CONCLUSIONS

The ACD-specific MCID thresholds for NDI and mJOA are similar to the reported MCID following surgery for degenerative cervical disease. Additional studies are needed to verify these findings. Nonetheless, the findings here will be useful for future studies evaluating the success of surgery for patients with ACD undergoing deformity correction.

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Michael Y. Wang, Stacie Tran, G. Damian Brusko, Robert Eastlack, Paul Park, Pierce D. Nunley, Adam S. Kanter, Juan S. Uribe, Neel Anand, David O. Okonkwo, Khoi D. Than, Christopher I. Shaffrey, Virginie Lafage, Gregory M. Mundis Jr., Praveen V. Mummaneni and the MIS-ISSG Group

OBJECTIVE

The past decade has seen major advances in techniques for treating more complex spinal disorders using minimally invasive surgery (MIS). While appealing from the standpoint of patient perioperative outcomes, a major impediment to adoption has been the significant learning curve in utilizing MIS techniques.

METHODS

Data were retrospectively analyzed from a multicenter series of adult spinal deformity surgeries treated at eight tertiary spine care centers in the period from 2008 to 2015. All patients had undergone a less invasive or hybrid approach for a deformity correction satisfying the following inclusion criteria at baseline: coronal Cobb angle ≥ 20°, sagittal vertical axis (SVA) > 5 cm, or pelvic tilt > 20°. Analyzed data included baseline demographic details, severity of deformity, surgical metrics, clinical outcomes (numeric rating scale [NRS] score and Oswestry Disability Index [ODI]), radiographic outcomes, and complications. A minimum follow-up of 2 years was required for study inclusion.

RESULTS

Across the 8-year study period, among 222 patients, there was a trend toward treating increasingly morbid patients, with the mean age increasing from 50.7 to 62.4 years (p = 0.013) and the BMI increasing from 25.5 to 31.4 kg/m2 (p = 0.12). There was no statistical difference in the severity of coronal and sagittal deformity treated over the study period. With regard to radiographic changes following surgery, there was an increasing emphasis on sagittal correction and, conversely, less coronal correction. There was no statistically significant difference in clinical outcomes over the 8-year period, and meaningful improvements were seen in all years (ODI range of improvement: 15.0–26.9). Neither were there statistically significant differences in major complications; however, minor complications were seen less often as the surgeons gained experience (p = 0.064). Operative time was decreased on average by 47% over the 8-year period.

Trends in surgical practice were seen as well. Total fusion construct length was unchanged until the last year when there was a marked decrease in conjunction with a decrease in interbody levels treated (p = 0.004) while obtaining a higher degree of sagittal correction, suggesting more selective but powerful interbody reduction methods as reflected by an increase in the lateral and anterior column resection techniques being utilized.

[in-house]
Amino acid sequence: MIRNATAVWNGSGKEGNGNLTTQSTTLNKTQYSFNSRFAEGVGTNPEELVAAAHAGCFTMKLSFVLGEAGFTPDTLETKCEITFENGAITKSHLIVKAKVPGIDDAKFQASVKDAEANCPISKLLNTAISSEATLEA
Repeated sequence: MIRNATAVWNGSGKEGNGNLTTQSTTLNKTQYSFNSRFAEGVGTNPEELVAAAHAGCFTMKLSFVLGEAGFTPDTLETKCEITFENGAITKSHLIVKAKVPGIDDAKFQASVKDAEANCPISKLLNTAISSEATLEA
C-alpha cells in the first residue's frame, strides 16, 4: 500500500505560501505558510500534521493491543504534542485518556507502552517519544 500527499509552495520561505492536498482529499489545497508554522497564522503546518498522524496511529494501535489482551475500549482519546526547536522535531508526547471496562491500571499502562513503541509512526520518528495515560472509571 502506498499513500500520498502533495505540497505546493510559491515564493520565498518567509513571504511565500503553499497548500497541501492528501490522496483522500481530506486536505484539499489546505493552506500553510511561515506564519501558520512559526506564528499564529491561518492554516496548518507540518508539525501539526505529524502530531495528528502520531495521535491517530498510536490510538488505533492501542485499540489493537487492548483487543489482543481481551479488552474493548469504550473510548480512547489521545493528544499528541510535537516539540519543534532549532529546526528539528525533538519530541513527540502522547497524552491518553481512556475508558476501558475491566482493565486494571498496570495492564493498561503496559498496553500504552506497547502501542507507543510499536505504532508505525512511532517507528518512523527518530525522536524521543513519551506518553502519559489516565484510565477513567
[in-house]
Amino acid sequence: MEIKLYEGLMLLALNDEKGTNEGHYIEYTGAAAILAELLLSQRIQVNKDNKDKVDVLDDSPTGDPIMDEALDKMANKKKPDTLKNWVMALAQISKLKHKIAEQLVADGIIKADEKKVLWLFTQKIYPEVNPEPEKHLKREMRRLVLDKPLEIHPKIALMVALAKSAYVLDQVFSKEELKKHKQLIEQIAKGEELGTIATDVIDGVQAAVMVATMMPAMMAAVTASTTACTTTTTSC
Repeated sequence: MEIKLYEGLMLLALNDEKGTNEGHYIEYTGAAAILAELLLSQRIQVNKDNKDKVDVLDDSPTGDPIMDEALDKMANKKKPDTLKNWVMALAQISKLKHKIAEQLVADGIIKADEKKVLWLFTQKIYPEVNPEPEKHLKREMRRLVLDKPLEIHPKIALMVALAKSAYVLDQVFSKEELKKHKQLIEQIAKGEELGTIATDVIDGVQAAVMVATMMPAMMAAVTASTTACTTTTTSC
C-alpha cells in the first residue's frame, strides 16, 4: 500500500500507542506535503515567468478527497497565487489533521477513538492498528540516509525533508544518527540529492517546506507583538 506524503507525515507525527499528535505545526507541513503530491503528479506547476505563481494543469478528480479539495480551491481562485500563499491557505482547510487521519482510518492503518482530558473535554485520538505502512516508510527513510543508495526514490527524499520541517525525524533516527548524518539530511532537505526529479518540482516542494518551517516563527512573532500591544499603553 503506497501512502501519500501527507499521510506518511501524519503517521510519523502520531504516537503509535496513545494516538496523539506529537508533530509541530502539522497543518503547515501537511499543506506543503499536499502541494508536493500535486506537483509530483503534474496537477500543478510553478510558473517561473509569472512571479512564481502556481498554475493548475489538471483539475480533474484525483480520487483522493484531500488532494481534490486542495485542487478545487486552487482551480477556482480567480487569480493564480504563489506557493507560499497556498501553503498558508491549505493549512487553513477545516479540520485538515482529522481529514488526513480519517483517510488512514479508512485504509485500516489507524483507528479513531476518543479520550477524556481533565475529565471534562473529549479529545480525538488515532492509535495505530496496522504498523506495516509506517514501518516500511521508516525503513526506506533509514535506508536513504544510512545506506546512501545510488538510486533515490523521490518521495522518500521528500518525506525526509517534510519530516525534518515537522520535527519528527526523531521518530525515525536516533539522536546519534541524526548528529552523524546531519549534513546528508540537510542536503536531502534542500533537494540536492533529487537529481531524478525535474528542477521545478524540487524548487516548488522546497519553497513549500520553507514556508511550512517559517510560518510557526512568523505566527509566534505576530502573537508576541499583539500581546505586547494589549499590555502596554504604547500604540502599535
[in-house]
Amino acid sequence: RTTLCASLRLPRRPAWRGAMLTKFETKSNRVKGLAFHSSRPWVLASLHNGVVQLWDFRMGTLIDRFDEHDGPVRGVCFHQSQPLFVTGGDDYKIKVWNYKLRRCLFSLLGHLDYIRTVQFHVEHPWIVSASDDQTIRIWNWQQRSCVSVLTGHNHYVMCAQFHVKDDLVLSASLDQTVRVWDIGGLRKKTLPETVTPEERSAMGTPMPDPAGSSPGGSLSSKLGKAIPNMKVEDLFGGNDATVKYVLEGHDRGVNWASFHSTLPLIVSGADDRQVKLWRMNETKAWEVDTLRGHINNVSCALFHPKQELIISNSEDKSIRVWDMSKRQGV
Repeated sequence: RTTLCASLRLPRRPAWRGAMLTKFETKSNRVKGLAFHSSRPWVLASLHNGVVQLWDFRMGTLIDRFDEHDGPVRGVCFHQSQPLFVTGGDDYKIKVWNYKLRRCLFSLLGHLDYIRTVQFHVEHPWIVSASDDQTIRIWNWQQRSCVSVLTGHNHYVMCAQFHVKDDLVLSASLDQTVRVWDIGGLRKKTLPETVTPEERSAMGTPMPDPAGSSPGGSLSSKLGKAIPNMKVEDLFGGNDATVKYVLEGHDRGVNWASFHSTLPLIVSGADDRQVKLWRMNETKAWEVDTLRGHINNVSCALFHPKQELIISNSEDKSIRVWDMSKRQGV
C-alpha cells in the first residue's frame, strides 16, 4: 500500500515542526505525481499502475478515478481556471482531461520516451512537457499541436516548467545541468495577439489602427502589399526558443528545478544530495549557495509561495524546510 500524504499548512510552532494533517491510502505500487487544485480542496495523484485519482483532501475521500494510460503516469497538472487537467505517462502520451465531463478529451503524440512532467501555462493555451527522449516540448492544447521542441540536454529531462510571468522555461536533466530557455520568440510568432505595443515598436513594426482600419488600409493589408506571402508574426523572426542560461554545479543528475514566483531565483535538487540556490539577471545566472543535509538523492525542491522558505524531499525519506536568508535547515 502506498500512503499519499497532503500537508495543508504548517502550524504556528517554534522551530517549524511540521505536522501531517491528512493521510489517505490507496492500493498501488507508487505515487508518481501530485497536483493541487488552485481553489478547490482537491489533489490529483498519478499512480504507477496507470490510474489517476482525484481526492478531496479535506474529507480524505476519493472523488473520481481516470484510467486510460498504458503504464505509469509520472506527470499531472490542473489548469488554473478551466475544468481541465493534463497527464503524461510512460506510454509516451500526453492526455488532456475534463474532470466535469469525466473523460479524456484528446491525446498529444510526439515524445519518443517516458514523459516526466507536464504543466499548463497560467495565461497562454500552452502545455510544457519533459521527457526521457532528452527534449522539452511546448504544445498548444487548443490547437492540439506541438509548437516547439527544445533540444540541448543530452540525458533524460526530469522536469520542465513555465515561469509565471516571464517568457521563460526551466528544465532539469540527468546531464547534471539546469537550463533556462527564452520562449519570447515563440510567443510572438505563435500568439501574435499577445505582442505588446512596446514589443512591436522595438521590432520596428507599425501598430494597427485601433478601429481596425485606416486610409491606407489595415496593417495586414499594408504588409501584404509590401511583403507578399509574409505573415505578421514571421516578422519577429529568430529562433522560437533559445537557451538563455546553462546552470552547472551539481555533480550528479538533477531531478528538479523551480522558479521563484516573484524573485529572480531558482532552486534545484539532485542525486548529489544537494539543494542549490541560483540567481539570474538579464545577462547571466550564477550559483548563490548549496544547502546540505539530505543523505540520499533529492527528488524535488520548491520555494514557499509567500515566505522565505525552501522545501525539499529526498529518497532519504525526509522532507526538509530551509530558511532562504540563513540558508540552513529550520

CONCLUSIONS

The use of minimally invasive methods for adult spinal deformity surgery has evolved over the past decade. Experienced surgeons are treating older and more morbid patients with similar outcomes. A reliance on selective, more powerful interbody approaches is increasing as well.

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Blake N. Staub, Renaud Lafage, Han Jo Kim, Christopher I. Shaffrey, Gregory M. Mundis Jr., Richard Hostin, Douglas Burton, Lawrence Lenke, Munish C. Gupta, Christopher Ames, Eric Klineberg, Shay Bess, Frank Schwab, Virginie Lafage and the International Spine Study Group

OBJECTIVE

Numerous studies have attempted to delineate the normative value for T1S−CL (T1 slope minus cervical lordosis) as a marker for both cervical deformity and a goal for correction similar to how PI-LL (pelvic incidence–lumbar lordosis) mismatch informs decision making in thoracolumbar adult spinal deformity (ASD). The goal of this study was to define the relationship between T1 slope (T1S) and cervical lordosis (CL).

METHODS

This is a retrospective review of a prospective database. Surgical ASD cases were initially analyzed. Analysis across the sagittal parameters was performed. Linear regression analysis based on T1S was used to provide a clinically applicable equation to predict CL. Findings were validated using the postoperative alignment of the ASD patients. Further validation was then performed using a second, normative database. The range of normal alignment associated with horizontal gaze was derived from a multilinear regression on data from asymptomatic patients.

RESULTS

A total of 103 patients (mean age 54.7 years) were included. Analysis revealed a strong correlation between T1S and C0–7 lordosis (r = 0.886), C2–7 lordosis (r = 0.815), and C0–2 lordosis (r = 0.732). There was no significant correlation between T1S and T1S−CL. Linear regression analysis revealed that T1S−CL assumed a constant value of 16.5° (R2 = 0.664, standard error 2°). These findings were validated on the postoperative imaging (mean absolute error [MAE] 5.9°). The equation was then applied to the normative database (MAE 6.7° controlling for McGregor slope [MGS] between −5° and 15°). A multilinear regression between C2–7, T1S, and MGS demonstrated a range of T1S−CL between 14.5° and 26.5° was necessary to maintain horizontal gaze.